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A NEW PROJECT WAS LAUNCHED TO ENHANCE TRANSPARENCY IN THE FISHERIES SECTOR

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The lack of transparency, accountability, and good governance has been identified as contributing to fisheries management challenges in Ghana and the wider Gulf of Guinea.

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Prevailing transparency, accountability, and governance gaps risk pushing ocean ecosystems towards total collapse, with devasting consequences for the marine environment and the many millions of people who depend on it for food and income.

It is because of this that the Centre for Maritime Law & Security (CEMLAWS), has partnered with Bloomberg Philanthropies in its Vibrant Oceans Initiative, for a project dubbed: Enhancing Transparency in the Fisheries Sector.

The program officially launched via a virtual conference meeting with stakeholders on Wednesday, March 23, 2022. 

The project, expected to last for two (2) years will span four countries namely Ghana, Cote D’Ivoire, Benin, and Senegal.

A Senior Research Officer, at CEMLAWS, Dr. Rebecca Essamuah, explained that “there are a lot of times these stakeholder meetings have been had over and over again. We want to find out what extra can be done to tie these together so we can establish who the gatekeepers are, who are the opinion leaders through which important information could be sent through to get to the main users of the resource. All of this is to drive sustainable fisheries. This particular project will tie some of these efforts together in the four countries.”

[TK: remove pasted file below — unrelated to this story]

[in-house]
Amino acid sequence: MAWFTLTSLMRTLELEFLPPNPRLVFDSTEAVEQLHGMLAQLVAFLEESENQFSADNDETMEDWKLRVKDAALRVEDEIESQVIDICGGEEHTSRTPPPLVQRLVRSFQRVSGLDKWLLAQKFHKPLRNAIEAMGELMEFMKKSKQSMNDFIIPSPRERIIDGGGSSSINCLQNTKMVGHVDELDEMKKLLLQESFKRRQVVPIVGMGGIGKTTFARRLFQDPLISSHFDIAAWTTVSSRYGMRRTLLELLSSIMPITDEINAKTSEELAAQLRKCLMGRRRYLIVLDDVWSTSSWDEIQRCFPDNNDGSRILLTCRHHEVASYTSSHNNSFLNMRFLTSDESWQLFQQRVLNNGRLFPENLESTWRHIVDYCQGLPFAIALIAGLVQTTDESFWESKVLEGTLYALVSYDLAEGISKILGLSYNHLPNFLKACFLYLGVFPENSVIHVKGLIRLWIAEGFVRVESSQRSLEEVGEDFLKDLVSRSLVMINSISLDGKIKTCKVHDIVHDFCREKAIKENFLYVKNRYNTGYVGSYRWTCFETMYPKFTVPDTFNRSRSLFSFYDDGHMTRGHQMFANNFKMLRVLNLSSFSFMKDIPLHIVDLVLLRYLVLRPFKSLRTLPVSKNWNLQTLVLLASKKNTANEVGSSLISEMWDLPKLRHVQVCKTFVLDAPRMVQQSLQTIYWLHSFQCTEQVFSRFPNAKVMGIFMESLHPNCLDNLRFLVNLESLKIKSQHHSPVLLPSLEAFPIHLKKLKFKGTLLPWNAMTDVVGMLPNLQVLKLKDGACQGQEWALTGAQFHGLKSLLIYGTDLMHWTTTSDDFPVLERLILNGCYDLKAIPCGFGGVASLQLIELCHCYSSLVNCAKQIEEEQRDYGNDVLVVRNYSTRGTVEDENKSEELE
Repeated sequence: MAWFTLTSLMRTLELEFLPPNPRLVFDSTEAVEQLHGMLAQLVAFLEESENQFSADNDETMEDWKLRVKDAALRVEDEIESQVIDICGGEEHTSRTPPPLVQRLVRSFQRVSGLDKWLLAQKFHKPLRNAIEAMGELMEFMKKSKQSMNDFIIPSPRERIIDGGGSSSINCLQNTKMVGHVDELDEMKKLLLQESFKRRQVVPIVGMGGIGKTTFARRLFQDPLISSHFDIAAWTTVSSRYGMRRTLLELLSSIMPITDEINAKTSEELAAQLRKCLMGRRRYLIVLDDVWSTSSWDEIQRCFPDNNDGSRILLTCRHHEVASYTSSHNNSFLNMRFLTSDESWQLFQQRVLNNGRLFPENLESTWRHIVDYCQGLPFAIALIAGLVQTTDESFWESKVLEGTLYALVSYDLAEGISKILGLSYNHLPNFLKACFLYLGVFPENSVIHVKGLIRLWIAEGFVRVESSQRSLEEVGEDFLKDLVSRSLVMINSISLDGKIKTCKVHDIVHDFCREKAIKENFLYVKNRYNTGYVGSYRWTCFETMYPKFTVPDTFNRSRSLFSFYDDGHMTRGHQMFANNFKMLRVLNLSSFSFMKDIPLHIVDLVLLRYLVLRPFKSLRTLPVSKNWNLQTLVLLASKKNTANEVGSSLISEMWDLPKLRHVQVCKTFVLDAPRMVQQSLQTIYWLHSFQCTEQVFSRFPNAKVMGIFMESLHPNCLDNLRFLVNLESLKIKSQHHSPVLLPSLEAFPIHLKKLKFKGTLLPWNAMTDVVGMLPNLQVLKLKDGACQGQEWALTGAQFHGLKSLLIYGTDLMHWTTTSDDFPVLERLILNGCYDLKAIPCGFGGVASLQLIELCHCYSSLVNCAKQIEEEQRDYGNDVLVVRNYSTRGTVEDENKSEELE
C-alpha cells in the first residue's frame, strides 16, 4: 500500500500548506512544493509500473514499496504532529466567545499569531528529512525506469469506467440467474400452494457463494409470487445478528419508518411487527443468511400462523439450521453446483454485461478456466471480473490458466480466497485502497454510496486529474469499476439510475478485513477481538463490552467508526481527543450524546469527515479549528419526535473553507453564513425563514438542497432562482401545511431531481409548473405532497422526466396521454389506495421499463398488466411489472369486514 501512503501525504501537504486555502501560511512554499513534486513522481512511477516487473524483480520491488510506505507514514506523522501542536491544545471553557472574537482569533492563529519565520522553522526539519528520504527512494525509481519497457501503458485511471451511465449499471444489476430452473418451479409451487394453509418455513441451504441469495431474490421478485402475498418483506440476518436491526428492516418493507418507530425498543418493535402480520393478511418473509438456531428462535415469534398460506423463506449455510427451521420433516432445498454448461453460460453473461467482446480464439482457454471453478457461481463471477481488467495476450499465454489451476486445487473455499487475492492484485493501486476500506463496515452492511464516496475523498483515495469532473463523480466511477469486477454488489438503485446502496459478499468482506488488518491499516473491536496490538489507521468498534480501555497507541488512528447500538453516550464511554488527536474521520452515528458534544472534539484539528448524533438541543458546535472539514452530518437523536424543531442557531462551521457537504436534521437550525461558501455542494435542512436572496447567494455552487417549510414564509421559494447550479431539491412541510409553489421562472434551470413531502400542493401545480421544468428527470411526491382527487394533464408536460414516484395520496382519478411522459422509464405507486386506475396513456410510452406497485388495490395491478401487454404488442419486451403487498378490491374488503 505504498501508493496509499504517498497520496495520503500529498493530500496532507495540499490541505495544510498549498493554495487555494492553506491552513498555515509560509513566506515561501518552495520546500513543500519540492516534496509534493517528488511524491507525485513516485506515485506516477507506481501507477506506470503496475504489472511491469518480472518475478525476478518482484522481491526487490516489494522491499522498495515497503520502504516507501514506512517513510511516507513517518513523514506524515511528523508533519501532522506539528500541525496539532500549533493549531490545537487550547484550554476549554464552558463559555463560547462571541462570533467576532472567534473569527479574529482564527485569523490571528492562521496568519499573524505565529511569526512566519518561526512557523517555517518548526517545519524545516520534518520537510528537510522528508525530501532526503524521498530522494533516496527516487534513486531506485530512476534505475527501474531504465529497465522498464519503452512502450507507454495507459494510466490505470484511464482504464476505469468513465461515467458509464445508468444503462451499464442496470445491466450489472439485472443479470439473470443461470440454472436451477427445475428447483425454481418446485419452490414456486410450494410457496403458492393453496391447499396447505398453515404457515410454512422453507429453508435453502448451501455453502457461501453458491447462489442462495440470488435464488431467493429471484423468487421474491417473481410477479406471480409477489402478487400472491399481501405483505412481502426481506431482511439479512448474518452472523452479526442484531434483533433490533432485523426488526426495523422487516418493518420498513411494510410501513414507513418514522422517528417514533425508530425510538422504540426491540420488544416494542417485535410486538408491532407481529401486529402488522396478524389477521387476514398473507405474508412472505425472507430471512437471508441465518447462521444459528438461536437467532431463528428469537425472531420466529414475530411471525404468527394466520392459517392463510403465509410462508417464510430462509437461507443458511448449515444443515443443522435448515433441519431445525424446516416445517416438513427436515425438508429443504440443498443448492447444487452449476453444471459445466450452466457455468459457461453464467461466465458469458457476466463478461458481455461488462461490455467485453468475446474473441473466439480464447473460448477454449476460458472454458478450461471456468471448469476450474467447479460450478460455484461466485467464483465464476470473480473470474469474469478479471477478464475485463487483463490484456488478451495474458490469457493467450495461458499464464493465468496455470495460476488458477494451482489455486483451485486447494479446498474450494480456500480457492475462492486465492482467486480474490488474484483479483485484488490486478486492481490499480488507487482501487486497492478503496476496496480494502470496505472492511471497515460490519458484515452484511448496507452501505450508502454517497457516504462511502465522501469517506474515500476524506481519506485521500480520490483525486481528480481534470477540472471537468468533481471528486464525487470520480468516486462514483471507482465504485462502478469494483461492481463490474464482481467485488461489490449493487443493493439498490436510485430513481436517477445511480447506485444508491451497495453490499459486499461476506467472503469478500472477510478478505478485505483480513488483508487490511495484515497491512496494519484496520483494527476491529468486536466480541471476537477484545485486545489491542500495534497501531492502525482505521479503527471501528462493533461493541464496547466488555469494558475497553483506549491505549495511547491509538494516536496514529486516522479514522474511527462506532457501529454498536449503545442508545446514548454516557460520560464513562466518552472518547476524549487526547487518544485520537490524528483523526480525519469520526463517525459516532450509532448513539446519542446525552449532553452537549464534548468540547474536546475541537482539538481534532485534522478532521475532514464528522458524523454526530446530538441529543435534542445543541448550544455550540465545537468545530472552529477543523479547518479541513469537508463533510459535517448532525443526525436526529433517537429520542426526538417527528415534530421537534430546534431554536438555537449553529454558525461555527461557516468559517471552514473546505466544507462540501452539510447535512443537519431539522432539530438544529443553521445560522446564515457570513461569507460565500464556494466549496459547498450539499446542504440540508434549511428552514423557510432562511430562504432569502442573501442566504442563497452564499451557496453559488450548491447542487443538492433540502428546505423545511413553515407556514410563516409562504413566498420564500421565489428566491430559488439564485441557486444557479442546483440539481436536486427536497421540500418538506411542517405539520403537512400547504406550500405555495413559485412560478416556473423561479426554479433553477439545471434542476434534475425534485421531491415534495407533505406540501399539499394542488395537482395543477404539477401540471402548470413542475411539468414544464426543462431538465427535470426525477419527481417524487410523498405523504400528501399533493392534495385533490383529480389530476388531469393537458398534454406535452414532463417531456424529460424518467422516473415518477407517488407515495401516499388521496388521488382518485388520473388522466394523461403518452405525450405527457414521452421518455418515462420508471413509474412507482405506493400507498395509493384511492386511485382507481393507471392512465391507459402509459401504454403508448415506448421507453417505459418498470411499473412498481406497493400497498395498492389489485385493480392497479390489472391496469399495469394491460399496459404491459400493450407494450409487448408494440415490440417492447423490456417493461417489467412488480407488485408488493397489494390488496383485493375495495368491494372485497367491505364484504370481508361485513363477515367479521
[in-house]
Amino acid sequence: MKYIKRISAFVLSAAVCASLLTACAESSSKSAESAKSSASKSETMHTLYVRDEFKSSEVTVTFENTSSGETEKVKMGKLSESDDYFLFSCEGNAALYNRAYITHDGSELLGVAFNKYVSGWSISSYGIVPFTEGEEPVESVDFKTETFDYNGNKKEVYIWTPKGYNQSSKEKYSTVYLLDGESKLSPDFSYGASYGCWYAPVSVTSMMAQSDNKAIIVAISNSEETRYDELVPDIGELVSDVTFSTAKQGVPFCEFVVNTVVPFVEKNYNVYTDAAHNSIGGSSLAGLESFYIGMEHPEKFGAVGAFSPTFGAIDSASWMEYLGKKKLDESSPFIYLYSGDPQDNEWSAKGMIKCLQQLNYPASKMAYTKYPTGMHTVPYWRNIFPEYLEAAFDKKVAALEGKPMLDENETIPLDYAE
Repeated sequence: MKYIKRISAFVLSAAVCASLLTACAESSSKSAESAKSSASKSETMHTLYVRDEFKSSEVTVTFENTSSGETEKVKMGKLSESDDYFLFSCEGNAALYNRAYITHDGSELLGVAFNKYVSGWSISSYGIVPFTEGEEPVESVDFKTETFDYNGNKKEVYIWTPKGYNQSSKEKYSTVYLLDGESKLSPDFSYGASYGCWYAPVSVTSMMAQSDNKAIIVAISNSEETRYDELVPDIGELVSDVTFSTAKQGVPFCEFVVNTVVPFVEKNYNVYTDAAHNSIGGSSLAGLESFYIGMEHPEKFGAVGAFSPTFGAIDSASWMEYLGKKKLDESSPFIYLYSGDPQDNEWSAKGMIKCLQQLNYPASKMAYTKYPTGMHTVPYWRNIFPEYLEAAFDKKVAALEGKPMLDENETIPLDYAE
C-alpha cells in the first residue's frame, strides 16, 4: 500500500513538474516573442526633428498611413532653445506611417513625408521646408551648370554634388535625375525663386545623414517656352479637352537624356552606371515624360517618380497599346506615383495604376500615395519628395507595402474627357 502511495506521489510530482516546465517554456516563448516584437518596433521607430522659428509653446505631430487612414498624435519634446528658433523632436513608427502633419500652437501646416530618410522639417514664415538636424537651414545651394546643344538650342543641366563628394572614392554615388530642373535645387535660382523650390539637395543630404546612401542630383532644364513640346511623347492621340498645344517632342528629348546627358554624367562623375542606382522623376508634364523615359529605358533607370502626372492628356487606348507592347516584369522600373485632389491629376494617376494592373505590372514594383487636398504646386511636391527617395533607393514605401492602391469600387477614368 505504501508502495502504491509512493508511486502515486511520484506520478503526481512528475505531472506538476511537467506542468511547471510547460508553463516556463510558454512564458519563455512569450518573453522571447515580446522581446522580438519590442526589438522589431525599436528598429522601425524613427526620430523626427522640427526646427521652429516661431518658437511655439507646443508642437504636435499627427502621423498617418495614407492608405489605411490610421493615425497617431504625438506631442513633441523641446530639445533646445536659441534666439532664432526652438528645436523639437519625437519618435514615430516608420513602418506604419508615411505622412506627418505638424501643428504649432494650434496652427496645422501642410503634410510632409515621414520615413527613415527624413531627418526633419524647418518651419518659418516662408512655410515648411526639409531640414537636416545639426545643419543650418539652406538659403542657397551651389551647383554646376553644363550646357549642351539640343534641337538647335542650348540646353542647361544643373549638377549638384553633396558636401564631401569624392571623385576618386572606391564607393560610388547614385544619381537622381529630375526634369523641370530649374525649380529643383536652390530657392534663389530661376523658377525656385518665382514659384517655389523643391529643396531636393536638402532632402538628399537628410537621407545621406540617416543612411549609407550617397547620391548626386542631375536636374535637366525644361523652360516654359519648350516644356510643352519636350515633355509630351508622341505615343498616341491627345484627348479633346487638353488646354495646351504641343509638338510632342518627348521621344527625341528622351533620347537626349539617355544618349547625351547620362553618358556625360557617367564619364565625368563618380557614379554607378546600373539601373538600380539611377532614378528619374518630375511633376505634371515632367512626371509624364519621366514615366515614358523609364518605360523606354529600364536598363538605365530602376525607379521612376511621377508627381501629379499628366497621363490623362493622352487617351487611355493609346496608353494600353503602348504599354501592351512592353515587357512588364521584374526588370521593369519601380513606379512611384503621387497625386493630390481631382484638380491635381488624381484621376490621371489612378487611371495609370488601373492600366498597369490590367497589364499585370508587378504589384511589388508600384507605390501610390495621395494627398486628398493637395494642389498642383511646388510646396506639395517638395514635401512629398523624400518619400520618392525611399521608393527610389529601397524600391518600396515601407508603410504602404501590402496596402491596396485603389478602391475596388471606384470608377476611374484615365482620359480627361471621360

A Fisheries Scientist at CEMLAWS, Gabriel Gator, added that “we will start with stakeholder engagements, roundtable discussions, to surveys to interviews where we seek stakeholder opinion on issues of transparency, and we merge everything and share our recommendations with policy makers.” 

Secretary of the Ghana Tuna Association, Richster Nii Amarh Amarfio made some recommendations that will enhance the fisheries sector.

He said, “we need to align resources to the stock. In Morocco, for instance, their close season structure is properly planned. We have to look at the upstream activity so that when I do three months of fishing, within the next three months there are proper storage facilities so I can be able to market my fish and stay in business.”   

Minister of Fisheries and Aquaculture Development Mavis Hawa Koomson, acknowledged the contribution of Civil Society Organisations in supporting the transformation of Ghana’s fisheries sector.

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